NTBG Director of Science and Conservation, Dr. David Lorence and Research Biologist, Ken Wood are co-authors of the recently published study, “A global plastid phylogeny of the fern genus Asplenium (Aspleniaceae).”
The infrageneric relationships and taxonomy of the largest fern genus, Asplenium(Aspleniaceae), have remained poorly understood. Previous studies have focused mainly on specific species complexes involving a few or dozens of species only, or have achieved a large taxon sampling but only one plastid marker was used. In the present study, DNA sequences from six plastid markers (atpB, rbcL, rps4, rps4‐trnS, trnL and trnL‐F) of 1030 accessions (616 of them newly sequenced here) representing c. 420 species of Asplenium(60% of estimated species diversity), 16 species of Hymenasplenium, three Diplaziopsidaceae, and four Rhachidosoraceae were used to produce the largest genus‐level phylogeny yet for ferns.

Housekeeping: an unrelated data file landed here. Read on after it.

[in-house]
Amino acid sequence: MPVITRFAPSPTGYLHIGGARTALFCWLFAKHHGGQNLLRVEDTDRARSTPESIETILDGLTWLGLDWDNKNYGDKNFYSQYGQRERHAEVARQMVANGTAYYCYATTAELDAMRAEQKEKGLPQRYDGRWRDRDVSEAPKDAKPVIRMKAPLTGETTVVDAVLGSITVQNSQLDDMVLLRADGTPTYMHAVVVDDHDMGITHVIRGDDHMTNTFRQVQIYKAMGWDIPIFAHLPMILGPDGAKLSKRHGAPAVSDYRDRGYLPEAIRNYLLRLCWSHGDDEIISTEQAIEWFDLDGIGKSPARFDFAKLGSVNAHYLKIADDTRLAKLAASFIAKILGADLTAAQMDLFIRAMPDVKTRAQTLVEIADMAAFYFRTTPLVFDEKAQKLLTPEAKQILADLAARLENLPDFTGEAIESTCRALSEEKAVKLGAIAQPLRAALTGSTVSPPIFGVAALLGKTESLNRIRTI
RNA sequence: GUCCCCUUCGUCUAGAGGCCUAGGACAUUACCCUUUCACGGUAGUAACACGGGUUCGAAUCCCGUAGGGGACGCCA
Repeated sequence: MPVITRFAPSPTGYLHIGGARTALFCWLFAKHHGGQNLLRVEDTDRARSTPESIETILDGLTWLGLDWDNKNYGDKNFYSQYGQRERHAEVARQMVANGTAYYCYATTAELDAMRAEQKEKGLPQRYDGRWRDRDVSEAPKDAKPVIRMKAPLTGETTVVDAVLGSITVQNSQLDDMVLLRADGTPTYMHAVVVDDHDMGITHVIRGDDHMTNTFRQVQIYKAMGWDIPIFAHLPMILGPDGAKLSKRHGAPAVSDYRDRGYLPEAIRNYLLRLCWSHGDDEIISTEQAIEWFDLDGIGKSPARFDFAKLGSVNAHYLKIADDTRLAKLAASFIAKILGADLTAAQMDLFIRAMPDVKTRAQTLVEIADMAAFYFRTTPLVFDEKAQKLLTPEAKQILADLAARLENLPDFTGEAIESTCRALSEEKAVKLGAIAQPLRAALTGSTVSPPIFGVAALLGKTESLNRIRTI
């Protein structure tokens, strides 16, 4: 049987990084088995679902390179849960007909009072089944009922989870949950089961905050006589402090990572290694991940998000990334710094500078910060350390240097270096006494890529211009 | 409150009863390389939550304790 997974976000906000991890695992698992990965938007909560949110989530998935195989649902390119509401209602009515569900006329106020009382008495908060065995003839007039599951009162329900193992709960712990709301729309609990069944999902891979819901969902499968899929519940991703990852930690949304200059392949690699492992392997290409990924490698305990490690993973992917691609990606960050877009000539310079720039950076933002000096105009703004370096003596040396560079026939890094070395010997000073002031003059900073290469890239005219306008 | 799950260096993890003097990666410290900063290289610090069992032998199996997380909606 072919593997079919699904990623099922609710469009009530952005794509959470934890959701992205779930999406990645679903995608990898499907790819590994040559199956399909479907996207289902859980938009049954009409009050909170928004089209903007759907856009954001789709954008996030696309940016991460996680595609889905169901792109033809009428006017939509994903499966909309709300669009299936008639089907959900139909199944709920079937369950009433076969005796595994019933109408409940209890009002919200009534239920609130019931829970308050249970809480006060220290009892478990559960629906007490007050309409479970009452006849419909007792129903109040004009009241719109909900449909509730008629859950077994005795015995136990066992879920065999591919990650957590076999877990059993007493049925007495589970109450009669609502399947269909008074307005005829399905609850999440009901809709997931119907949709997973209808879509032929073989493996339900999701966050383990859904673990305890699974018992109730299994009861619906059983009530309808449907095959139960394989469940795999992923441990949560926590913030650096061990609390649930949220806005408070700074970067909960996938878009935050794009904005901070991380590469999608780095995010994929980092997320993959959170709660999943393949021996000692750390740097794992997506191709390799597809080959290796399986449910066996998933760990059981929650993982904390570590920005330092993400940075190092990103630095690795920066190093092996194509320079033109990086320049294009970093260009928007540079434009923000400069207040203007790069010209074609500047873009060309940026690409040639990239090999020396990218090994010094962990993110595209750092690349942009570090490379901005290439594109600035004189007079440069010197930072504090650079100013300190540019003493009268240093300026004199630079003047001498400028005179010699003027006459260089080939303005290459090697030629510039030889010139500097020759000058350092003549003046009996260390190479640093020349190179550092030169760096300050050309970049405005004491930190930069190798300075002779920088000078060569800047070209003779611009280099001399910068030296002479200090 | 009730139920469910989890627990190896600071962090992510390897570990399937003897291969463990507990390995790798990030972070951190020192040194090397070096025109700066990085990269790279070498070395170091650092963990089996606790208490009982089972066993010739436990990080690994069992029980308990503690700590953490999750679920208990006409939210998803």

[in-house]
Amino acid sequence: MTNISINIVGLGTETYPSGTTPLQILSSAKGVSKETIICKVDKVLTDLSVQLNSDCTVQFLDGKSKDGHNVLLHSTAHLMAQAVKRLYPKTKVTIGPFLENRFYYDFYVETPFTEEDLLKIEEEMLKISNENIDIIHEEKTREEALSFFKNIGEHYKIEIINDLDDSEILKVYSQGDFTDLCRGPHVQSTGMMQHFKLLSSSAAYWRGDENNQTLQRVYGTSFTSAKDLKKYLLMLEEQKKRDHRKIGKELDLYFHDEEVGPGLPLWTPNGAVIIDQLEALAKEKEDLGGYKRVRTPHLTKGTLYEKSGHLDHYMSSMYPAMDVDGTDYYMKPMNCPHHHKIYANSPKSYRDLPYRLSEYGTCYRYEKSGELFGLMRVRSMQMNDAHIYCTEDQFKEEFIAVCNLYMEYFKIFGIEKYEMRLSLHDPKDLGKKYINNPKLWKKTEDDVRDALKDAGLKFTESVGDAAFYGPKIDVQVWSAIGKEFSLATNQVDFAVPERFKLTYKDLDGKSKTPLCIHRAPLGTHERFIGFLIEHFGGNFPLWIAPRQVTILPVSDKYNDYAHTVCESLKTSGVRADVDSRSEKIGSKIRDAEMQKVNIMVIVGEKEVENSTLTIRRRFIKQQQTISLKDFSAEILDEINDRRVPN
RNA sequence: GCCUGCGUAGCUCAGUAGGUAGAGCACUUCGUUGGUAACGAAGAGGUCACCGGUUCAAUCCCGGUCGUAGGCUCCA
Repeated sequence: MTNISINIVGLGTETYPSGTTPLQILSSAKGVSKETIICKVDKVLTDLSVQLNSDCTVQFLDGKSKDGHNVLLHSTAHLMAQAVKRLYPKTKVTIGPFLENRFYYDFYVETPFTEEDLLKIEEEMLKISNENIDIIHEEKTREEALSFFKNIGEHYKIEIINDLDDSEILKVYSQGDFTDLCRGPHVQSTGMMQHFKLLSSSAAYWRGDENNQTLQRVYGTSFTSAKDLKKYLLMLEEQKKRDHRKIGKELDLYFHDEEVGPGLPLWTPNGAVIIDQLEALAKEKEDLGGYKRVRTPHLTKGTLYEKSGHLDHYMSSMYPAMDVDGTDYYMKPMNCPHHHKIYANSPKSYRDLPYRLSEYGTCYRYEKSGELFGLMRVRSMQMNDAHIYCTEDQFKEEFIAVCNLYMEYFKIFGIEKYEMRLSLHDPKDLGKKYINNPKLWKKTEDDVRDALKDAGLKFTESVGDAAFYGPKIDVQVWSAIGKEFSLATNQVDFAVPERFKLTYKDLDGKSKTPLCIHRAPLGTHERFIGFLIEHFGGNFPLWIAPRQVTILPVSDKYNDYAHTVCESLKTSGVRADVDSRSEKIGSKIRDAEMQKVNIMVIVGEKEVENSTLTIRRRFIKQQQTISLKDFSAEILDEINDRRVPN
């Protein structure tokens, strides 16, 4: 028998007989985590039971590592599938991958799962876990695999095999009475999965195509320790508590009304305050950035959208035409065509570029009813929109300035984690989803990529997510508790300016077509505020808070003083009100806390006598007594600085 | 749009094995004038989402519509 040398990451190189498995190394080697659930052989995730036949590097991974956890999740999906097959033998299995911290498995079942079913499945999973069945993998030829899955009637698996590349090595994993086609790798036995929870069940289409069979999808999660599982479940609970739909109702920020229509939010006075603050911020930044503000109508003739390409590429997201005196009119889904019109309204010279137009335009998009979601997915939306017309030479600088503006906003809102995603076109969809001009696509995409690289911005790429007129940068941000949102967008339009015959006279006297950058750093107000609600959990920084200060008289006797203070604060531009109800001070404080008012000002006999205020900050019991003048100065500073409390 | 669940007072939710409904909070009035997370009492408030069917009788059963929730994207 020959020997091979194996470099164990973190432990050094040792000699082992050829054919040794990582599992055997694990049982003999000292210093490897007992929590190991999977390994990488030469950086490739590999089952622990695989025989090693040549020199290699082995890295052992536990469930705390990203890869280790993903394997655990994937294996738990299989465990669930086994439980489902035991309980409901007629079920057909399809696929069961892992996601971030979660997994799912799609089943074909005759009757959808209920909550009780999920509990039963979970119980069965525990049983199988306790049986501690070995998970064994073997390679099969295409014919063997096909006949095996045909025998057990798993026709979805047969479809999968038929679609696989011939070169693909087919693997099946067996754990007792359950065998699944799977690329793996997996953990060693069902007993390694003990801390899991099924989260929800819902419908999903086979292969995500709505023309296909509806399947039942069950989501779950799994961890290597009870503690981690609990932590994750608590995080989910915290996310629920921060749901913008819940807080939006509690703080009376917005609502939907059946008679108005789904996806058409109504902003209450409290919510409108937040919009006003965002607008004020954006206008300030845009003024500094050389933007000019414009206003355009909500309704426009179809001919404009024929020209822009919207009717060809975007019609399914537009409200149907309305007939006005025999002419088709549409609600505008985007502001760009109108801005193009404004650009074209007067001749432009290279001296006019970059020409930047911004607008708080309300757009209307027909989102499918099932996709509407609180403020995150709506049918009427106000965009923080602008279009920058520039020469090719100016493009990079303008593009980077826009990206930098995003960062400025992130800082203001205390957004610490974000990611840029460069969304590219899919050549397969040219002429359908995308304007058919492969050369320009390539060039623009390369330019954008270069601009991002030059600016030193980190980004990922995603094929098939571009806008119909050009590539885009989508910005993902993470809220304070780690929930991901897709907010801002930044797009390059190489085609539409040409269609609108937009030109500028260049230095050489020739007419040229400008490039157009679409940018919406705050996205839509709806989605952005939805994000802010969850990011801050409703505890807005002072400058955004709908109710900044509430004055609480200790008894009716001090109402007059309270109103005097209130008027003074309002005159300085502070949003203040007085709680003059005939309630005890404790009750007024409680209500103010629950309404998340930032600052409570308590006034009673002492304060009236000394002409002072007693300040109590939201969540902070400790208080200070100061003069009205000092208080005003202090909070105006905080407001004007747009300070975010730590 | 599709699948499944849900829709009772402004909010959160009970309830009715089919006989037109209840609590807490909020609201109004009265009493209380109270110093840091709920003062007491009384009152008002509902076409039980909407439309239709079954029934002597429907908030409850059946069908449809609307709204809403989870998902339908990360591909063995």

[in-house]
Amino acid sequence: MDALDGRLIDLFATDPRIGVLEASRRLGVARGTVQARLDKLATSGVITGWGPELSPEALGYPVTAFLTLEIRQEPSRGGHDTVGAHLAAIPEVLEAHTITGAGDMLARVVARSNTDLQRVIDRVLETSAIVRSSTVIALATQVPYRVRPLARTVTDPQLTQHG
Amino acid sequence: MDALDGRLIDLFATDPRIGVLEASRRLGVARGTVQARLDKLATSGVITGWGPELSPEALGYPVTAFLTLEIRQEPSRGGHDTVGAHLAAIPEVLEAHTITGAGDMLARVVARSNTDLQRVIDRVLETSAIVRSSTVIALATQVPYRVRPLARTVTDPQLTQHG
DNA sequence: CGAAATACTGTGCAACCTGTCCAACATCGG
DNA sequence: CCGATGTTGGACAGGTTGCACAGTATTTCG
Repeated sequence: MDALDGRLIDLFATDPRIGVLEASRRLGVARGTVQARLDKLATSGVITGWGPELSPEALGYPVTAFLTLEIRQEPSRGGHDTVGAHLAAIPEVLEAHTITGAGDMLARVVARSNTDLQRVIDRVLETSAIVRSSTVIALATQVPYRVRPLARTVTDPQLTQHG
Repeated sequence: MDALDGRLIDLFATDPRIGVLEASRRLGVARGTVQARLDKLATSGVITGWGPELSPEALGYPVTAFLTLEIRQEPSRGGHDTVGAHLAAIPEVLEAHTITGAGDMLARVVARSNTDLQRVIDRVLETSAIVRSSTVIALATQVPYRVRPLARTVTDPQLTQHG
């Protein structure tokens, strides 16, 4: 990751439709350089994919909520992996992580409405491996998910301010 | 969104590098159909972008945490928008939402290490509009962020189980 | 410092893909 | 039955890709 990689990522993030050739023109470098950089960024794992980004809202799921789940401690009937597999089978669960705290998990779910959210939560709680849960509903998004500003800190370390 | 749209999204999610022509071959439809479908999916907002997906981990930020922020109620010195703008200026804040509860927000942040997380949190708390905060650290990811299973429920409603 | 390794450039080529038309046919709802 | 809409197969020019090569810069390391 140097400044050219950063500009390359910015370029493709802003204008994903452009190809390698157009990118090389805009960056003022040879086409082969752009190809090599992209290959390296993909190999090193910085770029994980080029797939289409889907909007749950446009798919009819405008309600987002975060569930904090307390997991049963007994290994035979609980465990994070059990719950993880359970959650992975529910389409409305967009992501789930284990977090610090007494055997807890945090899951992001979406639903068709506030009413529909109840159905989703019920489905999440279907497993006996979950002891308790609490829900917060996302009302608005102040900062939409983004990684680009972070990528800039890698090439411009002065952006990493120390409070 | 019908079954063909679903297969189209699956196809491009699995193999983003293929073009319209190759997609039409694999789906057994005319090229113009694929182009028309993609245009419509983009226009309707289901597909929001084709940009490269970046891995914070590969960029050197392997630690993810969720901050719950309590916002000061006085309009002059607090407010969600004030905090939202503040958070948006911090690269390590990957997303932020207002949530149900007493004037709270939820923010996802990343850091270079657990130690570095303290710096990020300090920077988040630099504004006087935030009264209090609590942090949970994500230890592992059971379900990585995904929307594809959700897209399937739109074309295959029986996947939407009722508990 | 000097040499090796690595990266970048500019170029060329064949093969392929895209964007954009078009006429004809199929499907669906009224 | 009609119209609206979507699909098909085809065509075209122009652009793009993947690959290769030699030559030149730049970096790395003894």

Our major results include: (i) Asplenium as broadly circumscribed is monophyletic based on our inclusion of representatives of 32 of 38 named segregate genera; (ii) 11 major clades in Asplenium are identified, and their relationships are mostly well‐resolved and strongly supported; (iii) numerous species, unsampled in previous studies, suggest new relationships and numerous cryptic species and species complexes in Asplenium; and (iv) the accrued molecular evidence provides an essential foundation for further investigations of complex patterns of geographical diversification, speciation and reticulate evolution in this family.